Nightime should be considered a spelling error, but it is used for Codral Nightime Cold and Flu tablets, where misspelling a word is common in branding and marketing situations.

The compound word nighttime is a US spelling. In Australia the spelling is not listed in either the Macquarie dictionary or the Australian Oxford dictionary, so nighttime should be considered a spelling error in Australia.

The Macquarie dictionary lists night-time as a noun, with no reference to night time. The Australian Oxford dictionary also only lists night-time, again with no reference to night time.

I have to say I didn’t see that coming. The correct spelling for Australian usage is night-time with the hyphen.

A quick review of the first 100 sites for “night-time” shows only 30% of sites use the correct spelling, many using both night time and night-time in the one article which is considered an error. Given the number of people using the spelling nighttime, nightime and night time, it is conceivable that 80% or more of writers are using the incorrect spelling for Australia, according to the Macquarie and Australian Oxford dictionaries.

With Microsoft Word, if you enter nighttime Microsoft Word will mark nighttime as an error, but suggest both night time and night-time, which could easily lead writers to use the wrong spelling for Australia, depending on what they mean to write.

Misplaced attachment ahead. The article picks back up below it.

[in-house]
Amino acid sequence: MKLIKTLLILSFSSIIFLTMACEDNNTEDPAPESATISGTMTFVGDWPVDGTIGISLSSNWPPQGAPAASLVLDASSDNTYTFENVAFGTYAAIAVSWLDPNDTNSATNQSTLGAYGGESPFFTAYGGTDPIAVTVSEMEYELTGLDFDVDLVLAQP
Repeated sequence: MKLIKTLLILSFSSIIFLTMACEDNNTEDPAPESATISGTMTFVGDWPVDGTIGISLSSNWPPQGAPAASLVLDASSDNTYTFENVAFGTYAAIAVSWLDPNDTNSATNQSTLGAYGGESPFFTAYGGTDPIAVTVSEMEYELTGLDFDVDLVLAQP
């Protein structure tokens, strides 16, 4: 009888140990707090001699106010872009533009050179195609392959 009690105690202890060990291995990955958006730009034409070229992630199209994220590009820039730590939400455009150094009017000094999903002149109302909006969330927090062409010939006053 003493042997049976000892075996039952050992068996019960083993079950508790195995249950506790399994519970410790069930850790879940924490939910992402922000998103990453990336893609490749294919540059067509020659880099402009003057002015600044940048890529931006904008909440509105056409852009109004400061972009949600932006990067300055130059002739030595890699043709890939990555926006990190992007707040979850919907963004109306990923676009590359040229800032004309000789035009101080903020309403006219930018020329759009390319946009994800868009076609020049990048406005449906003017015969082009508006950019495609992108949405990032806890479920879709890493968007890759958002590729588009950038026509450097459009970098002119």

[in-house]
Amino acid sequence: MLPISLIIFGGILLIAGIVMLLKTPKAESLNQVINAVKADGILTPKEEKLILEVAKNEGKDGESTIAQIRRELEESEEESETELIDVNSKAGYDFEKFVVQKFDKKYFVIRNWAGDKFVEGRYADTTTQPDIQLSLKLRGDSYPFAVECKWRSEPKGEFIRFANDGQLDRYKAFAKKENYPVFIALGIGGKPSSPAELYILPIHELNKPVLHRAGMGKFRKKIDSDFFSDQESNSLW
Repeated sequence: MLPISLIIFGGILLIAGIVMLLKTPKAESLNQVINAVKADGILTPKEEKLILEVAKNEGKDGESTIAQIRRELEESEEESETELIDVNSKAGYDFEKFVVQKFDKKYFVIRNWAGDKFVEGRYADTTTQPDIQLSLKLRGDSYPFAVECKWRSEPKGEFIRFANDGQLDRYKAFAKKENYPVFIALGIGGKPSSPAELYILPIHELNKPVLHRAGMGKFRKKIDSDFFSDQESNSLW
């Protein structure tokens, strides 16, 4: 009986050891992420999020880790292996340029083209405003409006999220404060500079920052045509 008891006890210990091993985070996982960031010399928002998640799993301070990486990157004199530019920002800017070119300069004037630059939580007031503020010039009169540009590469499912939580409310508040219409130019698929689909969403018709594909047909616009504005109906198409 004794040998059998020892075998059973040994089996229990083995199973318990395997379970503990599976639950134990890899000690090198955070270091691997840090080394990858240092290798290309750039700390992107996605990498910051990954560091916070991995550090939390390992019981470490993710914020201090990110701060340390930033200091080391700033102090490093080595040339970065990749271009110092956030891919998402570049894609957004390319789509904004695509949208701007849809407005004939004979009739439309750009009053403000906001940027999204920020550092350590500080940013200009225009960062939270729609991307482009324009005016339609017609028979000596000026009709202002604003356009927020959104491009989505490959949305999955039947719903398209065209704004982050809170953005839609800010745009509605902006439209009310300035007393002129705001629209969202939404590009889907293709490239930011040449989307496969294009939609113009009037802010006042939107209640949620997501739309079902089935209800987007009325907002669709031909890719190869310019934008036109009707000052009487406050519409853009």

Kelvin Eldridge
www.Australian-Dictionary.com.au
The preferred Australian English spelling.

Monday, October 21, 2019

Microsoft Outlook does not correctly spellcheck flavor when in the subject field.

Recently I was sending an email using Microsoft Outlook and to my surprise, the incorrect spelling flavor was not picked up as a spelling error. In fact the correct spelling flavour was marked as a spelling error in the subject field.


If typing flavour in the body of the email message the spelling was correctly handled as the correct spelling for Australia and flavor was correctly marked as a spelling error.

It really is hard to believe after so many decades of Microsoft Outlook being available, there's still errors in the code. In this case the spelling language was set to Australian English. The body of the message is spellchecked correctly, but the subject field is checking the text entered against American English.

To get around this issue and check the spelling correctly, copy the subject text into the body of the email, check the text is spelt correctly, then cut and paste the text into the subject field. That way you know you're getting the text spellchecked using the selected language.

Kelvin Eldridge
www.Australian-Dictionary.com.au
The preferred Australian English spelling.